Finally, John quoted Dylan Wiliam on the role of teachers and again this is something we can all continue to work with:
Sara Davidson and Louise Mower – It was interesting to hear of a research project ‘gone wrong’. Sara (as Louise was poorly) explained the steps they went through to conduct their own research in school on exploratory talk and how the trials concluded. Sara talked about how to set up a trial, the issues they uncovered and their unexpected results. This was extremely helpful should there ever be a time I wanted to do some research in school. It was also great to learn about the process and not the content for once!
James Murphy: spoke about Direct instruction and precision teaching. These are new areas for me but were hugely interesting. I was also intrigued to learn about the common misconceptions in research and know now to look at Englemann before it’s too late!
Tom Sherrington – Tom was kind enough to speak at TLT previously and so I knew he would be good. He explained the current literacy research available to teachers and how it is complied. The key point being there isn’t enough – challenge anyone? He also pointed out the glaring inconsistencies and issues which were laughable and we did laugh quite often! It was interesting to then attend Alex’s session on how to question research for ourselves and how best to use it. It was also priceless to see Tom work out that the lady he hopes he can ‘trust’ that designed his school’s new literacy scheme was sat in the room. Diane Murphy, designer of the new literacy programme Tom was talking about, sat in front of me and seemed trustworthy to me!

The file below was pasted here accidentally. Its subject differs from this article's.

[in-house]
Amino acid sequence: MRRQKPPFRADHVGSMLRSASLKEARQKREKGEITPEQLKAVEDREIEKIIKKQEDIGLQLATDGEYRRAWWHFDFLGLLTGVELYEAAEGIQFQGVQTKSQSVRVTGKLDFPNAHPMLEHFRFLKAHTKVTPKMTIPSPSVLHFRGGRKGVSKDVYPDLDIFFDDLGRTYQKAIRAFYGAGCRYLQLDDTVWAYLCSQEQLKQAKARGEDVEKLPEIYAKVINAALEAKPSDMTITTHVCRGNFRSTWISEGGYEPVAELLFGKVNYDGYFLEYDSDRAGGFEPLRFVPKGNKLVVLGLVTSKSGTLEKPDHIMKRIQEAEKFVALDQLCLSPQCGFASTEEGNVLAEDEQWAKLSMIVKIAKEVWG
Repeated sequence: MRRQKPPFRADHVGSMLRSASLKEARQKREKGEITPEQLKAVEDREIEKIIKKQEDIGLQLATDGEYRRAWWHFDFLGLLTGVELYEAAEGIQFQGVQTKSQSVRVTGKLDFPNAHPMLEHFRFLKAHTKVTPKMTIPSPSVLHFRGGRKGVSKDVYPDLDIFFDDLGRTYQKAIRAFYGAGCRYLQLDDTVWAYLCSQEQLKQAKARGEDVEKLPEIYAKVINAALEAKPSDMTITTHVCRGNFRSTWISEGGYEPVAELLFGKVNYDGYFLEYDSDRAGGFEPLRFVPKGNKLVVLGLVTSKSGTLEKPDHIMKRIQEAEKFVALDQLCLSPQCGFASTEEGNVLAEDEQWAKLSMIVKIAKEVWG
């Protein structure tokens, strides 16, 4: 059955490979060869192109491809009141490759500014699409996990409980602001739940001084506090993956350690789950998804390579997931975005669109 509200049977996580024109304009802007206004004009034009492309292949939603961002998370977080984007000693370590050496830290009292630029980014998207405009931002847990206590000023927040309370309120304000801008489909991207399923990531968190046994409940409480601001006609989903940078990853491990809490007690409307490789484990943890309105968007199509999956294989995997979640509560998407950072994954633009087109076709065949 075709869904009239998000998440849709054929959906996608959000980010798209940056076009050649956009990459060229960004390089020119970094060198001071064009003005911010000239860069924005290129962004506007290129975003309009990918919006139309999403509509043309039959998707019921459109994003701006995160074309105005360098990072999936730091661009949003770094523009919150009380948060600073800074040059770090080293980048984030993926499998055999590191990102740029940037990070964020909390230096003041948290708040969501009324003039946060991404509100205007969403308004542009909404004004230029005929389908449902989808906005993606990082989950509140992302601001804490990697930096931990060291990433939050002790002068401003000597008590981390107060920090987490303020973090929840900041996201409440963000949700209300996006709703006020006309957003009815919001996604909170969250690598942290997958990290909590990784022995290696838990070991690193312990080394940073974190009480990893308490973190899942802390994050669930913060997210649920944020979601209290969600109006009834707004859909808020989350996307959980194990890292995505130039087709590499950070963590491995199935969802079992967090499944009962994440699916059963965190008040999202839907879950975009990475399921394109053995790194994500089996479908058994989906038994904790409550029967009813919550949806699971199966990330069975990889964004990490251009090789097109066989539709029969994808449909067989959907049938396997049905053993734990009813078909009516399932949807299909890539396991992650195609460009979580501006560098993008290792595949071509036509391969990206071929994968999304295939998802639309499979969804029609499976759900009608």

Alex Quigley – It was a delight to hear from Alex at last. I did a bit of work for Alex many years ago and have been intrigued by his research lead role. Alex took us on a journey of funny and practical advice. I promise not to believe the hype in research, to strip it back to the original source and to read beyond the headlines! It’s the first time I’ve felt that my overly cynical nature may be of some use in this job! The questions below were particularly useful.
And my favourite slide that chuckles in the face of correlation studies:
Sam Freedman – Sam’s session was packed. As you would expect, Sam talked with clarity and authority of the issues facing the profession today. By the end I think everyone felt like they’d been hit in the stomach but as it had happened to everyone there was a collective empathy for one and all and most still mustered a smile! The optimism of the day kept everyone afloat and Sam informed us with an underlying gleam of positivity that there is hope of improvement over time. He made some suggestions as to how things could be improved such as scrapping PGCE tuition fees.
My only hope is that the London-centric decision making Sam mentioned ceases to continue and that school led improvement eventually equates to all schools really improving within their own contexts.
I might be late to the party and I don’t feel like a young teacher anymore (I’m about to start my 4th year qualified) but I think it was the right time for me to get involved and I am more determined than ever to become more informed, to question and learn from my mistakes and experiences. ResearchEd has proved to me that being reflective is more than just filling in forms and having a few tick box discussions. I hope that I can develop my new understanding into something extremely valuable and worthwhile. John Tomsett was right.
Thank you to Helene, Tom Bennett and all involved. As always there were many people I didn’t catch up with but that’s what ReasearchEd16 is for or perhaps I’ll get myself a ticket to one in an exotic location next time!